The Tasek Gelugor Member of Parliament Shabudin Yahaya remains bent on painting the DAP as an anti-Islam party, as he struggles desperately to defend his stand on ‘children as young as 9 years old can marry’ and ‘rapists can marry their victims’. His insistence on being right on a statement he made that is so fundamentally flawed is unsettling. To think that leaders among us are justifying criminal behaviours that promote suffering, child abuse and the objectification of women to such degrading lengths is something that must be addressed.
If the proposal to ban child marriages is anti-Islam, then Shabudin ought reflect and ask himself if the Barisan Nasional government has been anti-Islam all along. This is because in 2013, the Barisan Nasional government adopted a United Nations resolution to end child marriage.
The laws of a nation have to evolve with time. Today, Muslim-majority countries like Egypt, Algeria and Morocco have amended their laws to make the legal age of marriage to 18 for both girls and boys; why are we unable to make this evolutionary leap?
According to the Population and Housing Census of Malaysia 2000, child marriage affects 6,800 girls below the age of 15, and 4,600 boys in the same age group. A detailed breakdown by race indicates there were 2,450 Malays, 1,550 Orang Asli, 1,600 Chinese, 600 Indians, and 600 children of other races involved in child marriages.
The next censuses which followed did not detail the numbers pertaining to child marriages. Nevertheless in 2010, a report by the United Nations pointed out that there were 82,000 teenagers between the age of 15 and 19 who are married. In the same year, the Deputy Minister of Women, Family, and Community Development revealed there were 16,000 girls below the age of 15 who were married.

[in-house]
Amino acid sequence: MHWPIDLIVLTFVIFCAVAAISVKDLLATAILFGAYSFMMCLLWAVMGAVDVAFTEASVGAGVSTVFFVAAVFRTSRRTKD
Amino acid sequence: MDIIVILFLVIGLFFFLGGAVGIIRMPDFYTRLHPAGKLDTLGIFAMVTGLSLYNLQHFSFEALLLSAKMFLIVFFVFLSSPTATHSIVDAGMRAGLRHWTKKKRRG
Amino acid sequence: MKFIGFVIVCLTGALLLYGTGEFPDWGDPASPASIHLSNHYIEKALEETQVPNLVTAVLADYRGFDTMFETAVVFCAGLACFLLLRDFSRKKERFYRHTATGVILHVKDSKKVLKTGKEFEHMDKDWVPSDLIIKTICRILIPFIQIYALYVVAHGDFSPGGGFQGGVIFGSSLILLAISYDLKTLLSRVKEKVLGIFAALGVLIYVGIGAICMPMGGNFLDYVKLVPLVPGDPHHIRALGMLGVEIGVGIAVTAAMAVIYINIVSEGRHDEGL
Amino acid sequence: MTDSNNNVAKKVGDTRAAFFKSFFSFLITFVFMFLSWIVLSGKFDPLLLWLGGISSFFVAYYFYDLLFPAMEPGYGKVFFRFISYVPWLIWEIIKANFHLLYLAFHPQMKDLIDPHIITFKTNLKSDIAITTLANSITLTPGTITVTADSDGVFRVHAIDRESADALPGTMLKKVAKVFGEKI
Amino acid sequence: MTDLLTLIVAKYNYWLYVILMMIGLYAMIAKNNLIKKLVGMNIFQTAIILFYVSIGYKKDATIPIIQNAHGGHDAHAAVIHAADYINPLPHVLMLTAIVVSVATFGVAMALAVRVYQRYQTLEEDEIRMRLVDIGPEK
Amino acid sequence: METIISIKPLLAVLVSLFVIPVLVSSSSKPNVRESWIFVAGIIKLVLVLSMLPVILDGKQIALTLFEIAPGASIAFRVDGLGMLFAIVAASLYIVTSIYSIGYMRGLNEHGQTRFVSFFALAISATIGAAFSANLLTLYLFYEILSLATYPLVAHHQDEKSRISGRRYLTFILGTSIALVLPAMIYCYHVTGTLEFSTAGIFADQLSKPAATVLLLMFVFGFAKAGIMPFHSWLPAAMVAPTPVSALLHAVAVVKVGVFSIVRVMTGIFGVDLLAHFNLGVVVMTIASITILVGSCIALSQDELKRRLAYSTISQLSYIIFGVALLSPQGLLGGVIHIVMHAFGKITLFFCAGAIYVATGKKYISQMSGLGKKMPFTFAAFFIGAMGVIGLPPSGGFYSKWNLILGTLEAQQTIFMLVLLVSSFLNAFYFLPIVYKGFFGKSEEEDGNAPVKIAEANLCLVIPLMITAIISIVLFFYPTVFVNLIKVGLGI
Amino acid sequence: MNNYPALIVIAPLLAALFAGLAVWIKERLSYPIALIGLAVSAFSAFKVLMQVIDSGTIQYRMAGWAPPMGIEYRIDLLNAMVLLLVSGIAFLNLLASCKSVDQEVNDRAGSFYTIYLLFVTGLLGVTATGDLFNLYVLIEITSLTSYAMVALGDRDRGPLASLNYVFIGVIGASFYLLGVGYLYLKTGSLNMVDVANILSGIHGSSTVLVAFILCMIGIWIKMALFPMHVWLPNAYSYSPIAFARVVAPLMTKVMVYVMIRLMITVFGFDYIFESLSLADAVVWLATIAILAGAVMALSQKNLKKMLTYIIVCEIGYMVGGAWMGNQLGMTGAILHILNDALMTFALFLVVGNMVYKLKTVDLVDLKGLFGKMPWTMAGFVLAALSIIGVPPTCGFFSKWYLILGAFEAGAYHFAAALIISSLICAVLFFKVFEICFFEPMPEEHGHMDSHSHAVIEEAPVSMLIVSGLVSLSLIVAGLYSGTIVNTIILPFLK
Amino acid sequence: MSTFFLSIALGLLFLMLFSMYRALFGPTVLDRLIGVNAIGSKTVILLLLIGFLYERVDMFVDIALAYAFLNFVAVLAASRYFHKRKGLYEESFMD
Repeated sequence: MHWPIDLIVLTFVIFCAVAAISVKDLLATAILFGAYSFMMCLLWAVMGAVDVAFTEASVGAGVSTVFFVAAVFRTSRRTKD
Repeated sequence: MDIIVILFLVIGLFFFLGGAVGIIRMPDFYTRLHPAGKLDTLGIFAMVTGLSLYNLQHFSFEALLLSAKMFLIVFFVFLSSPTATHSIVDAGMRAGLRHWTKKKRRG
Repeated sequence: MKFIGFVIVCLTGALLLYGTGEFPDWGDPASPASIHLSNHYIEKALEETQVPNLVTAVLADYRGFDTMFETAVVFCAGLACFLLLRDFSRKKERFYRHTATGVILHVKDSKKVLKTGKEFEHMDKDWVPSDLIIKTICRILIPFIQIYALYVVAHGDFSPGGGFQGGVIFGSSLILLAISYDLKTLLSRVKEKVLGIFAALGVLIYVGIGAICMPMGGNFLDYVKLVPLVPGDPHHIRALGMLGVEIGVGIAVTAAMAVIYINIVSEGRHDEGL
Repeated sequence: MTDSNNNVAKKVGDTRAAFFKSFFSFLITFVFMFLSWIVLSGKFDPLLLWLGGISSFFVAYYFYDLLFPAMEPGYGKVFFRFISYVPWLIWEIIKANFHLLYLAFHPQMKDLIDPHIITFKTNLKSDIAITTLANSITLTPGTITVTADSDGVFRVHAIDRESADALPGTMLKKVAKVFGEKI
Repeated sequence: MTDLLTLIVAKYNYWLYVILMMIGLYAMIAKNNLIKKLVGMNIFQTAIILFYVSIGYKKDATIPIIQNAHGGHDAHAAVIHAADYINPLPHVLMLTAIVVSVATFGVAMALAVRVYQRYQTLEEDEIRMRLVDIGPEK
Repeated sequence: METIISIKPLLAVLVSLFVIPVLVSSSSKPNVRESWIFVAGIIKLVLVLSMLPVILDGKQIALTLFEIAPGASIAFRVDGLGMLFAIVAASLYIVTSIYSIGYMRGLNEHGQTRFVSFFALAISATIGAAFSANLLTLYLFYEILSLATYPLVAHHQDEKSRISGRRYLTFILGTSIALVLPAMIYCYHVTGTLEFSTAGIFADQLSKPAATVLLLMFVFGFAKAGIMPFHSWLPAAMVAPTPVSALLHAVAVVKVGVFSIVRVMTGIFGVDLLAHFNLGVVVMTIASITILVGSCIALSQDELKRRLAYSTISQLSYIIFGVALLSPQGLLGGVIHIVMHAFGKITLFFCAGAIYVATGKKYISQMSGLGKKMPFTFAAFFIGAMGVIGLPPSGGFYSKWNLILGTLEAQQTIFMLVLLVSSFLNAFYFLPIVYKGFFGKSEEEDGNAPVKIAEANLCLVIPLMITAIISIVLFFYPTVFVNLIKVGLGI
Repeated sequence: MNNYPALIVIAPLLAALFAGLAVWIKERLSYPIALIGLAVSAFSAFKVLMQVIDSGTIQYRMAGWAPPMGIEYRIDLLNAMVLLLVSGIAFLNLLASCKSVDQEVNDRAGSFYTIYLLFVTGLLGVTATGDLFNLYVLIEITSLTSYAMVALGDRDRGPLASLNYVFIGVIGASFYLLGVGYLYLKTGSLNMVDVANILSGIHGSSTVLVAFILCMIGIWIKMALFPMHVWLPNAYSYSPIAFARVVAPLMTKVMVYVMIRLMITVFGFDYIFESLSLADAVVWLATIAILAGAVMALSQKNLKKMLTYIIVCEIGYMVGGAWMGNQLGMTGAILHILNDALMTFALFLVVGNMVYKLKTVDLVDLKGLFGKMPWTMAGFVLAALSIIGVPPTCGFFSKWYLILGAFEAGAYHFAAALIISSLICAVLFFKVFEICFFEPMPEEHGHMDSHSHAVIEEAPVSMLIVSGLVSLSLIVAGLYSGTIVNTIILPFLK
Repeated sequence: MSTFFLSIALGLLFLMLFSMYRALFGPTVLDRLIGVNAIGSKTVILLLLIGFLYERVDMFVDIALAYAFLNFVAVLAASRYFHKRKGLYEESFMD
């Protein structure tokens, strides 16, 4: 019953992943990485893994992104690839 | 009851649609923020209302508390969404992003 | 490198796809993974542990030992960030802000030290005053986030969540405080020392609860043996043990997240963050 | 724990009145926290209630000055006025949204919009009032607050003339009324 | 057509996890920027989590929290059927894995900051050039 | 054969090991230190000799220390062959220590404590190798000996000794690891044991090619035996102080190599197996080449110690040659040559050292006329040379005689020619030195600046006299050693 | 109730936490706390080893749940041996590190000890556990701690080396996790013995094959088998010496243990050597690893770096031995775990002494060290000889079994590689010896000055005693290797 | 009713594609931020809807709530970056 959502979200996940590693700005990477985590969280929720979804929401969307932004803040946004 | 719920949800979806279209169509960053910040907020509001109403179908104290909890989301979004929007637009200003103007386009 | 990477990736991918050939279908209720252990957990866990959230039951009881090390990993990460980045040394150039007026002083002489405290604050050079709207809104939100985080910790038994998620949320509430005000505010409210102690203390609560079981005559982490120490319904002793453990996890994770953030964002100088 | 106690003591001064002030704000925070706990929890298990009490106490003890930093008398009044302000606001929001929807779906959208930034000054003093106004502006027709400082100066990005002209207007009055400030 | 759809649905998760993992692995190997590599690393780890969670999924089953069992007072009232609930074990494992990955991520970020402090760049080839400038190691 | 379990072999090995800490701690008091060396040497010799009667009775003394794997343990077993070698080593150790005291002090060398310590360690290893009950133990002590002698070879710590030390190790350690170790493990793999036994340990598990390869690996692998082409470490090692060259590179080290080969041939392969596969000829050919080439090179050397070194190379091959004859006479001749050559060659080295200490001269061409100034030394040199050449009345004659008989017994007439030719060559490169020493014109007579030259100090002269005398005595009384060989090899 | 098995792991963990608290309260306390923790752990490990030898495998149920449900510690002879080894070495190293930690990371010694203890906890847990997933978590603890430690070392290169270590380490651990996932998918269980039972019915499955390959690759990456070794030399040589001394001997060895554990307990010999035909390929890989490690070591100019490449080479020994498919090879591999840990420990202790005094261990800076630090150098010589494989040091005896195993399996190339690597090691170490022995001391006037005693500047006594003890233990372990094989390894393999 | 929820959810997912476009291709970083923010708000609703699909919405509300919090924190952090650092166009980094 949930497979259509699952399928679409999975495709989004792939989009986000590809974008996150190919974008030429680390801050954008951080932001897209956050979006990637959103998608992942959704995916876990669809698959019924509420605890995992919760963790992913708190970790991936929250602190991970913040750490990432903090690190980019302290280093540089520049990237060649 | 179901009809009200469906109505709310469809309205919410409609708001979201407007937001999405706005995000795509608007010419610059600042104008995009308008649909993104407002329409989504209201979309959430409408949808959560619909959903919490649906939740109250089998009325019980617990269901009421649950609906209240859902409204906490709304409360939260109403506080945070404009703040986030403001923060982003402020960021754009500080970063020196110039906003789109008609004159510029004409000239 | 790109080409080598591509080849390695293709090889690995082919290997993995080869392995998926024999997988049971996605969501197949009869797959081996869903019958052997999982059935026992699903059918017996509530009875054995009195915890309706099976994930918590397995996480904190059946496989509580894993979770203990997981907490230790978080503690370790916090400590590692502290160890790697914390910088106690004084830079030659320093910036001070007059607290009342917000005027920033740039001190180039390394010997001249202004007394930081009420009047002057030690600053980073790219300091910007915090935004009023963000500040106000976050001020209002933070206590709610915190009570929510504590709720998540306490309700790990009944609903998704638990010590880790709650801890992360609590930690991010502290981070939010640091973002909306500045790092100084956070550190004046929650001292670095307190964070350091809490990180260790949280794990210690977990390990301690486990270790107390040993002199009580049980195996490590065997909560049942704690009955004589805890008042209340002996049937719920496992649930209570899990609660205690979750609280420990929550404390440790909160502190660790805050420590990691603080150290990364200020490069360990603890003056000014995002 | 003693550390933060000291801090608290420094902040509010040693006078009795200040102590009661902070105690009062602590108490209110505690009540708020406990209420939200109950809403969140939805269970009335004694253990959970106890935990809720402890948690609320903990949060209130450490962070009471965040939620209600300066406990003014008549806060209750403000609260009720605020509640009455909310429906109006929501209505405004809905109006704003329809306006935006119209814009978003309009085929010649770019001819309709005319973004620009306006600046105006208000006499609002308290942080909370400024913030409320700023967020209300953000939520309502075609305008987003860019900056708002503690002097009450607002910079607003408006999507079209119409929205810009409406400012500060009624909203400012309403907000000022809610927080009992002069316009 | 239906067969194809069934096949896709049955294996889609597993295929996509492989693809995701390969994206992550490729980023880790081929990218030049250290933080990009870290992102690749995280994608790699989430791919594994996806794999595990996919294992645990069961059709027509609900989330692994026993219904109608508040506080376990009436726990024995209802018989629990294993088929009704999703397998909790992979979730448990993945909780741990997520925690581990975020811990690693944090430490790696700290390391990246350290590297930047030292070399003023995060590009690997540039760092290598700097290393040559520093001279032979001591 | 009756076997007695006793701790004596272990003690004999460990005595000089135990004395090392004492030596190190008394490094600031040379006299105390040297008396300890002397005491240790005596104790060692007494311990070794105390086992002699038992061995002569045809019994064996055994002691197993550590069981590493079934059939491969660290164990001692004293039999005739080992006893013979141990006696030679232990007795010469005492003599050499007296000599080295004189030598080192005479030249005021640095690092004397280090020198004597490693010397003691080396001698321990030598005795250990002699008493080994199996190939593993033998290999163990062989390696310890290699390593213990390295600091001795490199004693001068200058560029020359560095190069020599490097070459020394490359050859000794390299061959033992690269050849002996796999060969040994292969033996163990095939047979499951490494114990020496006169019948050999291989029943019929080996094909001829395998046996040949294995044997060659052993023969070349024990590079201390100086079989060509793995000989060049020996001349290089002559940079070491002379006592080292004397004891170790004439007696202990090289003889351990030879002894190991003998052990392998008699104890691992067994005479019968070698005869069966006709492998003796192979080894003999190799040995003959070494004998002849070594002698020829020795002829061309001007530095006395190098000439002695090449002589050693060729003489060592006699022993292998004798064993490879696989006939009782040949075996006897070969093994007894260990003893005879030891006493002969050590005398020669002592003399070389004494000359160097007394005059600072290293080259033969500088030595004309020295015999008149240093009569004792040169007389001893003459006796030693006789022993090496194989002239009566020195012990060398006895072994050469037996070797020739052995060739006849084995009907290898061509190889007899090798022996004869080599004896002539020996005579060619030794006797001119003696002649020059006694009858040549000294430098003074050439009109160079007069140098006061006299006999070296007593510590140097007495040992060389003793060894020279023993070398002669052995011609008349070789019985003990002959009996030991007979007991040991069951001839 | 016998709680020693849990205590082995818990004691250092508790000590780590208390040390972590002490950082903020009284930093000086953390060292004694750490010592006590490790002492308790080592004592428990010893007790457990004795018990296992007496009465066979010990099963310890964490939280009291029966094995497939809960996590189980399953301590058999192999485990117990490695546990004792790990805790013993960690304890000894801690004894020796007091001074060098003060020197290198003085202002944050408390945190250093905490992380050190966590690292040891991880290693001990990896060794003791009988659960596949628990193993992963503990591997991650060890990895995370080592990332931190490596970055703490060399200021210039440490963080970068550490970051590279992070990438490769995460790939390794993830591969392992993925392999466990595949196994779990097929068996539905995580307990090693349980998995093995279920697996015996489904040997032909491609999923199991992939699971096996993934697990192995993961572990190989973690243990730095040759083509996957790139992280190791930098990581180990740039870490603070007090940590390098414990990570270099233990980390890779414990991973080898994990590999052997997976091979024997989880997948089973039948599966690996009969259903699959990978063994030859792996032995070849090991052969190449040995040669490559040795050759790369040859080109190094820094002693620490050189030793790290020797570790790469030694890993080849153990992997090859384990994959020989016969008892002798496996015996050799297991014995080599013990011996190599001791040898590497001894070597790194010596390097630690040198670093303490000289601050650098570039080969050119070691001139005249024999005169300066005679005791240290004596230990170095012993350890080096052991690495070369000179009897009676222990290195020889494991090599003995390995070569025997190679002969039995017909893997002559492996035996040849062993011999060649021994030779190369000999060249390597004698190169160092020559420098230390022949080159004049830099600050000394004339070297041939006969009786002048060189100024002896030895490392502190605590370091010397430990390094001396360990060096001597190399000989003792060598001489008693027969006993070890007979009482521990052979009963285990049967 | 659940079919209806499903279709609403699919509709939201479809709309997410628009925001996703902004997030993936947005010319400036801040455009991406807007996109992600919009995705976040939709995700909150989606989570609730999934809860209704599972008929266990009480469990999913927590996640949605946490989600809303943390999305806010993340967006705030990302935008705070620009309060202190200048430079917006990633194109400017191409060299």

Clearly, the issue at hand is not on child marriages involving a single race or a single religion but on the problems faced by the affected children today, and in the future. Why can’t discussions be centered on the welfare of these children; focusing rationally on the pros and cons of child marriages?
On December 19 last year, Malaysia was part of the United Nations General Assembly which adopted the 2nd resolution on Child, Early and Forced Marriage.
The Resolution calls for enactment and enforcement of laws and policies aimed at preventing and ending child, early and forced marriage.
This resolution stands out from others by focusing on the specific roles and responsibilities of Member States in working towards a world free of CEFM at all levels.
The resolution also asks that Governments include an update on their progress towards ending CEFM in their national reports to international treaty bodies, in the universal periodic review, and in national voluntary reviews conducted through the High-Level Political Forum (HLFP) on sustainable development. The next HLPF is in July 2017.
Malaysia adopted it without objections. So if Shabudin remains insistent on the label of anti-Islam or ‘a critique of Islam’, then I suggest he call out the Barisan Nasional government led by Najib Razak.
Nonetheless, on the issue of ending child marriage, I wholeheartedly support the Najib government, and will continue to press them to realize the promise made during the United Nations General Assembly.